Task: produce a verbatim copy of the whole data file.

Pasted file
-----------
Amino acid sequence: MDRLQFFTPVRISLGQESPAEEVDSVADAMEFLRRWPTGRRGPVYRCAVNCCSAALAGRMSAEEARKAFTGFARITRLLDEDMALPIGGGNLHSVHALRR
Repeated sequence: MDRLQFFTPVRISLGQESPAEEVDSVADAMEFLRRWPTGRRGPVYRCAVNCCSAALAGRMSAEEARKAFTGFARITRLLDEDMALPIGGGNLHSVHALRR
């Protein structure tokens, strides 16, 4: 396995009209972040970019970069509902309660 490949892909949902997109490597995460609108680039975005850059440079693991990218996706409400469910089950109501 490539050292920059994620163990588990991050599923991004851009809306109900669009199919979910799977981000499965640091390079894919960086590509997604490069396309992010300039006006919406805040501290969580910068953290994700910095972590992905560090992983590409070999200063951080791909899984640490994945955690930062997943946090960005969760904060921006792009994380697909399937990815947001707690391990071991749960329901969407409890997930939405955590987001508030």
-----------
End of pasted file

Amino acid sequence: MDRLQFFTPVRISLGQESPAEEVDSVADAMEFLRRWPTGRRGPVYRCAVNCCSAALAGRMSAEEARKAFTGFARITRLLDEDMALPIGGGNLHSVHALRR
Repeated sequence: MDRLQFFTPVRISLGQESPAEEVDSVADAMEFLRRWPTGRRGPVYRCAVNCCSAALAGRMSAEEARKAFTGFARITRLLDEDMALPIGGGNLHSVHALRR
């Protein structure tokens, strides 16, 4: 396995009209972040970019970069509902309660 490949892909949902997109490597995460609108680039975005850059440079693991990218996706409400469910089950109501 490539050292920059994620163990588990991050599923991004851009809306109900669009199919979910799977981000499965640091390079894919960086590509997604490069396309992010300039006006919406805040501290969580910068953290994700910095972590992905560090992983590409070999200063951080791909899984640490994945955690930062997943946090960005969760904060921006792009994380697909399937990815947001707690391990071991749960329901969407409890997930939405955590987001508030």